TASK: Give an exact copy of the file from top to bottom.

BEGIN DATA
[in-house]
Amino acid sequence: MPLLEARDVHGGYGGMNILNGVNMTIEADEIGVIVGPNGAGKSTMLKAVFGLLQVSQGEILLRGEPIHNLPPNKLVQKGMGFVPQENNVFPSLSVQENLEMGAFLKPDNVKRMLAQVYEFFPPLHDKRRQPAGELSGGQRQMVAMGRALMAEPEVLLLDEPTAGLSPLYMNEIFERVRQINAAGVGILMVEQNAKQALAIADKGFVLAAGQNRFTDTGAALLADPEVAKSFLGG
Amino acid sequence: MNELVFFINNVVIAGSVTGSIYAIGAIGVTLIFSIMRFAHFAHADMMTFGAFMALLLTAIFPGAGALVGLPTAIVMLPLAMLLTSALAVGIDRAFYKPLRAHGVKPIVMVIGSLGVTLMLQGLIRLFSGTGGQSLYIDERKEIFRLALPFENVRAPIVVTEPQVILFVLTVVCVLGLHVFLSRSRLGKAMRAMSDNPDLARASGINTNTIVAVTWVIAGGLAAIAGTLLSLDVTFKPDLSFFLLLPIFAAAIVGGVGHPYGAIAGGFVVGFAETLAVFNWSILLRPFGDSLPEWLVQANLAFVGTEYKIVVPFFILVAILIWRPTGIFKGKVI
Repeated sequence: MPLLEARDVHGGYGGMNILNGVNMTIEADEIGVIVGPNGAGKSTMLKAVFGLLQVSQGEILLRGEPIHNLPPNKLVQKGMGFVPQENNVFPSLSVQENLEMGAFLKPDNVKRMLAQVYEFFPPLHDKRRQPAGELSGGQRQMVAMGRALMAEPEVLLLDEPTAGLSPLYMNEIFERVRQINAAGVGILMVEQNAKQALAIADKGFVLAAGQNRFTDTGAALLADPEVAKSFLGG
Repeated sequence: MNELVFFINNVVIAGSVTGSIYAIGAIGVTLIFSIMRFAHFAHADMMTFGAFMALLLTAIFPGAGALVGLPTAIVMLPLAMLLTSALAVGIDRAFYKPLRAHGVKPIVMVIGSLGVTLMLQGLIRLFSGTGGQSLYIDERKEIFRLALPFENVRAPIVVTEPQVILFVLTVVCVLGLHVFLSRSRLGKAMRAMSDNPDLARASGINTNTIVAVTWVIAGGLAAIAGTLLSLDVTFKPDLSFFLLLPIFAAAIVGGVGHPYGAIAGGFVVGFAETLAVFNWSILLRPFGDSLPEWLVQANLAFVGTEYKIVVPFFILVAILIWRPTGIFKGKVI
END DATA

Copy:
[in-house]
Amino acid sequence: MPLLEARDVHGGYGGMNILNGVNMTIEADEIGVIVGPNGAGKSTMLKAVFGLLQVSQGEILLRGEPIHNLPPNKLVQKGMGFVPQENNVFPSLSVQENLEMGAFLKPDNVKRMLAQVYEFFPPLHDKRRQPAGELSGGQRQMVAMGRALMAEPEVLLLDEPTAGLSPLYMNEIFERVRQINAAGVGILMVEQNAKQALAIADKGFVLAAGQNRFTDTGAALLADPEVAKSFLGG
Amino acid sequence: MNELVFFINNVVIAGSVTGSIYAIGAIGVTLIFSIMRFAHFAHADMMTFGAFMALLLTAIFPGAGALVGLPTAIVMLPLAMLLTSALAVGIDRAFYKPLRAHGVKPIVMVIGSLGVTLMLQGLIRLFSGTGGQSLYIDERKEIFRLALPFENVRAPIVVTEPQVILFVLTVVCVLGLHVFLSRSRLGKAMRAMSDNPDLARASGINTNTIVAVTWVIAGGLAAIAGTLLSLDVTFKPDLSFFLLLPIFAAAIVGGVGHPYGAIAGGFVVGFAETLAVFNWSILLRPFGDSLPEWLVQANLAFVGTEYKIVVPFFILVAILIWRPTGIFKGKVI
Repeated sequence: MPLLEARDVHGGYGGMNILNGVNMTIEADEIGVIVGPNGAGKSTMLKAVFGLLQVSQGEILLRGEPIHNLPPNKLVQKGMGFVPQENNVFPSLSVQENLEMGAFLKPDNVKRMLAQVYEFFPPLHDKRRQPAGELSGGQRQMVAMGRALMAEPEVLLLDEPTAGLSPLYMNEIFERVRQINAAGVGILMVEQNAKQALAIADKGFVLAAGQNRFTDTGAALLADPEVAKSFLGG
Repeated sequence: MNELVFFINNVVIAGSVTGSIYAIGAIGVTLIFSIMRFAHFAHADMMTFGAFMALLLTAIFPGAGALVGLPTAIVMLPLAMLLTSALAVGIDRAFYKPLRAHGVKPIVMVIGSLGVTLMLQGLIRLFSGTGGQSLYIDERKEIFRLALPFENVRAPIVVTEPQVILFVLTVVCVLGLHVFLSRSRLGKAMRAMSDNPDLARASGINTNTIVAVTWVIAGGLAAIAGTLLSLDVTFKPDLSFFLLLPIFAAAIVGGVGHPYGAIAGGFVVGFAETLAVFNWSILLRPFGDSLPEWLVQANLAFVGTEYKIVVPFFILVAILIWRPTGIFKGKVI